Before entering films, Nichols earned a reputation as a skillful Broadway director with a particular flair for devising innovative stage business and eliciting unusually polished performances. That sure theatrical sense, honed by his subsequent direction of plays by writers as diverse as Neil Simon, Anton Chekhov, Lillian Hellman, David Rabe, and Tom Stoppard, combines in his best films with the sardonic attitude toward American life that underlies even the gentlest of his collaborations with Elaine May.
Several of Nichols's major films begin as comedies and evolve into mordant, generically ambiguous dissections of the American psyche. Their central characters exist in isolation from the landscapes they inhabit, often manufacturing illusions to shield themselves against reality (George and Martha in Virginia Woolf , Sandy and Jonathan in Carnal Knowledge ) or fleeing with mounting desperation societies whose values they alone perceive as neurotic (Benjamin in The Graduate ) or murderous (Yossarian in Catch-22 ).
Martha and George, Edward Albee's Strindbergian couple, flail at each other on their New England campus and reveal a tormented relationship which, although concluding with a faint glimmer of hope, seems nevertheless to imply the futility of monogamy, a view reinforced by Carnal Knowledge and The Graduate. In the latter, until he dates Elaine Robinson, Benjamin Braddock is segregated by script and camera from the company of friends: whether in a packed airplane, on the Berkeley campus teeming with students, or surrounded by his parents' partying guests, Ben is alone. His detachment, italicized by numerous shots within the film, permits him to function as the funnel for The Graduate's social satire. In this respect he is Nichols's surrogate, but the director complicates the viewer's empathetic response to Ben by scrutinizing him rather as an experimenting scientist scrutinizes a mouse darting about a maze, especially as he scampers in frantic pursuit of Elaine.
In Dustin Hoffman's memorable screen debut, Ben became the moralistic spokesman for a generation that mistrusted anyone over thirty and vowed never to go into plastics. But, like certain other Nichols heroes, Ben may be more than a little crazy, the inevitable child of a Southern California lifestyle that leads him to anticipate instant gratification. Nichols, moreover, intentionally undermines the comic resolution toward which the film has been heading through ambivalent shots of Ben and Elaine on their departing bus, implicating them in mutual recognition of a colossal mistake. At film's end, Ben Braddock still has considerable cause to be "worried about [his] future."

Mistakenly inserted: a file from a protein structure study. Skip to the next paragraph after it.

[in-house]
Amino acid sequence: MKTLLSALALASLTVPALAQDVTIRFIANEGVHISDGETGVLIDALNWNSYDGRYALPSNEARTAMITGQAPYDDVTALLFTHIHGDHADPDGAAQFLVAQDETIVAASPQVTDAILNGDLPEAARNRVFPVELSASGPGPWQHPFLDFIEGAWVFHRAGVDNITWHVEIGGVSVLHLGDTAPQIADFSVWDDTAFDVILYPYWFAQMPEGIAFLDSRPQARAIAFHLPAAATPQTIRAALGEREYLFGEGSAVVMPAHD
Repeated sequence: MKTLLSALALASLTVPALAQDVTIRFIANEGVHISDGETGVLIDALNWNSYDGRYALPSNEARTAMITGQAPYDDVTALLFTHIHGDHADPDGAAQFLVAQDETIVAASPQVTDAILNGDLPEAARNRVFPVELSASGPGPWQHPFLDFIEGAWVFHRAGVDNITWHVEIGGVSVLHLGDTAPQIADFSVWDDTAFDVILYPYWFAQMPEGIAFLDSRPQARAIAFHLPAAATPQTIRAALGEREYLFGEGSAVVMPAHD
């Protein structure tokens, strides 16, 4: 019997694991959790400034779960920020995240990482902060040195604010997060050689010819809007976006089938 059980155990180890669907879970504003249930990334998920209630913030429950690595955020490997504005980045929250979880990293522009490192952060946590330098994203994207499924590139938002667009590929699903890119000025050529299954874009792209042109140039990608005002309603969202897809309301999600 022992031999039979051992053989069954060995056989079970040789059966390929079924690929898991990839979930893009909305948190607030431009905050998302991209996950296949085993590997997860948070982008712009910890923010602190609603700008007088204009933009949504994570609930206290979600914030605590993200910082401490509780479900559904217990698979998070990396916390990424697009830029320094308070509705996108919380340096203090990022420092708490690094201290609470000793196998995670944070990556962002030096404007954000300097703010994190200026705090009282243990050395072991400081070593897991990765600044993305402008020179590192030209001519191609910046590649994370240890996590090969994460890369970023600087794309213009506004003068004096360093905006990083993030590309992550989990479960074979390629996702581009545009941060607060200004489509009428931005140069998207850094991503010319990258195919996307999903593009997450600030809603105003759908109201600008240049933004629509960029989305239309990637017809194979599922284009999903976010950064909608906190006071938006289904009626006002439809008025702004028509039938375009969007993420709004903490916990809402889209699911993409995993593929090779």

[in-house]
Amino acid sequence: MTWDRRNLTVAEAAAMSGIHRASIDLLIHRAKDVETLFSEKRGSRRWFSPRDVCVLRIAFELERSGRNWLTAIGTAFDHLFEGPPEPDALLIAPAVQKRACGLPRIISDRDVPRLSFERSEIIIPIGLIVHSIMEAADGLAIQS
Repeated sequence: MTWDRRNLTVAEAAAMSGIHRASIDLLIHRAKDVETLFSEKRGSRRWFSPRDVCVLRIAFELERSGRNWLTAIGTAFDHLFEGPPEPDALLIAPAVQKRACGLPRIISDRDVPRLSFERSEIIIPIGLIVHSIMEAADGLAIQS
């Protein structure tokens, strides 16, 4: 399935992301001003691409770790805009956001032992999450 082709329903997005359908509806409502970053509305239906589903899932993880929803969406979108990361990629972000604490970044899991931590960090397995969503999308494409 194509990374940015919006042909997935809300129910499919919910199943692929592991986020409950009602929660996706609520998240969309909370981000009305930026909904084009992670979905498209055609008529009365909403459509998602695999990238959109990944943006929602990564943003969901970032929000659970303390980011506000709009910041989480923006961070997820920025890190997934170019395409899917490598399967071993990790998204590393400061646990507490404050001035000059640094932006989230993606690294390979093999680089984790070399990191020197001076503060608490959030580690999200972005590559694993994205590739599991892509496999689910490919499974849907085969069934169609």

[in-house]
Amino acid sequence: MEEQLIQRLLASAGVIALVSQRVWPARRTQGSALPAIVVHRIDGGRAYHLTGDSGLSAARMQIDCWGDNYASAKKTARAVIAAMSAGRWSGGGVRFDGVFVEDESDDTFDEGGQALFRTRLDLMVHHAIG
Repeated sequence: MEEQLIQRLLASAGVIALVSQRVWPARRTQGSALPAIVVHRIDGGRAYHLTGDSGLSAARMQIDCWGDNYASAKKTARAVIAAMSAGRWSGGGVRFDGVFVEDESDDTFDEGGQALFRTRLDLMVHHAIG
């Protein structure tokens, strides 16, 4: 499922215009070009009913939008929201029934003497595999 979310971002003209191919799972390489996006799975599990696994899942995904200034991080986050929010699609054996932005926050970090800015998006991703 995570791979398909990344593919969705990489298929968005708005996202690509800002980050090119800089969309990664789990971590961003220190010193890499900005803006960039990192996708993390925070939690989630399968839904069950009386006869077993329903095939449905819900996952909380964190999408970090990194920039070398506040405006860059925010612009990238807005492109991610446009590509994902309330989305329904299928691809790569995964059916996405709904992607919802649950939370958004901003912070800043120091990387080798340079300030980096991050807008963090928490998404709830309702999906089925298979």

For Yossarian, worrying about the future means literally staying alive. To survive a "Catch-22" universe he behaves like a lunatic, but the more bizarrely he acts the more sanely is he regarded according to the military chop-logic that drives him toward madness. In Buck Henry's screenplay, time is fractured to retain the basic storytelling method of Joseph Heller's novel. Flashbacks occur within flashbacks. Conversations are inaudible (as in the opening scene), while incidents only partially revealed (as in the first Snowden sequences) are later replayed with deleted elements restored.
Things are seldom what they initially seem in this director's work. Like Nick and Honey, misled by George and Martha's pretense of hospitality in Who's Afraid of Virginia Woolf? , the viewer may be easily lulled by a deceptively comic tone, enticing visual stylization, and innovative storytelling technique into misreading the bleak vision that the films often harbor. The Day of the Dolphin , for example, with its mythic qualities, concerns about good and evil, and a painful ending, is certainly more than just a story of talking dolphins. Even The Fortune , a farce in the screwball tradition, hinges on attempted murder and leaves its heroine's fate hanging in the balance. Nichols directs literate, intelligent scripts that pull few punches in their delineations of sexual, social or political themes.
While The Graduate continues to be regarded as an American classic, Nichols is sometimes undervalued for his film work because he prefers the New York theater and because his contributions to his pictures are periodically credited to their writers' screenplays (Buck Henry, Jules Feiffer) or their theatrical and literary sources (Edward Albee, Joseph Heller, Charles Webb). But Nichols is very much an auteur, working intimately with his collaborators on all aspects of his films, principally the writing and, as with many auteurs, using many of the same actors and technicians again and again.
Nichols's films uphold his original reputation as a gifted director of actors: Hoffman in The Graduate , Elizabeth Taylor and Richard Burton in Who's Afraid of Virginia Woolf? , Jack Nicholson in Carnal Knowledge, The Fortune, Heartburn , and Wolf , George C. Scott in The Day of the Dolphin , Alan Arkin in Catch-22 , Meryl Streep in Silkwood, Heartburn , and Postcards from the Edge , Robin Williams in The Birdcage , John Travolta and, indeed, the entire cast, in Primary Colors. The films also reveal, even in their intermittent self-indulgence and a very occasional descent into the trite or unfocused, a director of prodigious versatility and insight.